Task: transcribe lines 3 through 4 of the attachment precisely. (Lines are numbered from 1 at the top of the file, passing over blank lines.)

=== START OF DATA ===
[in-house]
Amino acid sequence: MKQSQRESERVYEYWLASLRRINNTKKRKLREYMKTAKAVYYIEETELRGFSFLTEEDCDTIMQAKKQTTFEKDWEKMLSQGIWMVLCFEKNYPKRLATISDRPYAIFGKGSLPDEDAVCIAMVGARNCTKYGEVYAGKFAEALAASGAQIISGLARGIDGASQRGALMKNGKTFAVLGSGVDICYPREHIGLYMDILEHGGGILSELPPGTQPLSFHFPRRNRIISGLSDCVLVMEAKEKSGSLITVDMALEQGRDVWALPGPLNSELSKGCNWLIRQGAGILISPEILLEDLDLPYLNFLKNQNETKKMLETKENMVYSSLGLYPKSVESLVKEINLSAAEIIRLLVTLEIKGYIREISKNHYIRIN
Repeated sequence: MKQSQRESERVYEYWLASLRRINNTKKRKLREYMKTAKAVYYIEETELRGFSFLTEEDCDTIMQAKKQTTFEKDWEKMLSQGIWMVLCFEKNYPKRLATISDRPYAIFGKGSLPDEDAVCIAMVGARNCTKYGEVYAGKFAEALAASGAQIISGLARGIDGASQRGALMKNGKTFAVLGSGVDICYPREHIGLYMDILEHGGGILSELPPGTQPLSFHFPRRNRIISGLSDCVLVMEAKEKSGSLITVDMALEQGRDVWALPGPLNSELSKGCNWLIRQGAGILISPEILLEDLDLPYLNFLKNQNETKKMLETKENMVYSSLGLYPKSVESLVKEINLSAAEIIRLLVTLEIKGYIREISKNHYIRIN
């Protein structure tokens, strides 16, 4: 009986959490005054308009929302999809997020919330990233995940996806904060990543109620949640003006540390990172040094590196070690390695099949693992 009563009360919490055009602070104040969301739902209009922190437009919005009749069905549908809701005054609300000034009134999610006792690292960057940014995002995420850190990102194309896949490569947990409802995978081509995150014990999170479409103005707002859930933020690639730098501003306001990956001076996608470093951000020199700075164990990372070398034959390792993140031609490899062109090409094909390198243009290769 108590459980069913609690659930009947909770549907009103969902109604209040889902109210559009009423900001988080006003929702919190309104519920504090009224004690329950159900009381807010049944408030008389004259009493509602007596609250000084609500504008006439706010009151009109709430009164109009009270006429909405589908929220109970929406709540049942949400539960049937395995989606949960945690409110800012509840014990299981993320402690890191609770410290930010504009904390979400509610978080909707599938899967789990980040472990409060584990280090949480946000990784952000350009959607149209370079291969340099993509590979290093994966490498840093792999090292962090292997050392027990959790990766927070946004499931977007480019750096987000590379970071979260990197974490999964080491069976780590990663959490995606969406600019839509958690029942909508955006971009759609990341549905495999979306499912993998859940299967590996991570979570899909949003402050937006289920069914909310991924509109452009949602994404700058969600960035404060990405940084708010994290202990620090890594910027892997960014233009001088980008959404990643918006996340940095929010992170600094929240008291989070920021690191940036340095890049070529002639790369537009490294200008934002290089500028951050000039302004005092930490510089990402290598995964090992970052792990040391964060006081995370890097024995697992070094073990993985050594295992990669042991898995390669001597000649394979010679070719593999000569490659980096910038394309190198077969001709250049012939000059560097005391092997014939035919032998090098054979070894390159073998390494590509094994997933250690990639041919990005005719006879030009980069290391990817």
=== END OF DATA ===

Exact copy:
Repeated sequence: MKQSQRESERVYEYWLASLRRINNTKKRKLREYMKTAKAVYYIEETELRGFSFLTEEDCDTIMQAKKQTTFEKDWEKMLSQGIWMVLCFEKNYPKRLATISDRPYAIFGKGSLPDEDAVCIAMVGARNCTKYGEVYAGKFAEALAASGAQIISGLARGIDGASQRGALMKNGKTFAVLGSGVDICYPREHIGLYMDILEHGGGILSELPPGTQPLSFHFPRRNRIISGLSDCVLVMEAKEKSGSLITVDMALEQGRDVWALPGPLNSELSKGCNWLIRQGAGILISPEILLEDLDLPYLNFLKNQNETKKMLETKENMVYSSLGLYPKSVESLVKEINLSAAEIIRLLVTLEIKGYIREISKNHYIRIN
């Protein structure tokens, strides 16, 4: 009986959490005054308009929302999809997020919330990233995940996806904060990543109620949640003006540390990172040094590196070690390695099949693992 009563009360919490055009602070104040969301739902209009922190437009919005009749069905549908809701005054609300000034009134999610006792690292960057940014995002995420850190990102194309896949490569947990409802995978081509995150014990999170479409103005707002859930933020690639730098501003306001990956001076996608470093951000020199700075164990990372070398034959390792993140031609490899062109090409094909390198243009290769 108590459980069913609690659930009947909770549907009103969902109604209040889902109210559009009423900001988080006003929702919190309104519920504090009224004690329950159900009381807010049944408030008389004259009493509602007596609250000084609500504008006439706010009151009109709430009164109009009270006429909405589908929220109970929406709540049942949400539960049937395995989606949960945690409110800012509840014990299981993320402690890191609770410290930010504009904390979400509610978080909707599938899967789990980040472990409060584990280090949480946000990784952000350009959607149209370079291969340099993509590979290093994966490498840093792999090292962090292997050392027990959790990766927070946004499931977007480019750096987000590379970071979260990197974490999964080491069976780590990663959490995606969406600019839509958690029942909508955006971009759609990341549905495999979306499912993998859940299967590996991570979570899909949003402050937006289920069914909310991924509109452009949602994404700058969600960035404060990405940084708010994290202990620090890594910027892997960014233009001088980008959404990643918006996340940095929010992170600094929240008291989070920021690191940036340095890049070529002639790369537009490294200008934002290089500028951050000039302004005092930490510089990402290598995964090992970052792990040391964060006081995370890097024995697992070094073990993985050594295992990669042991898995390669001597000649394979010679070719593999000569490659980096910038394309190198077969001709250049012939000059560097005391092997014939035919032998090098054979070894390159073998390494590509094994997933250690990639041919990005005719006879030009980069290391990817």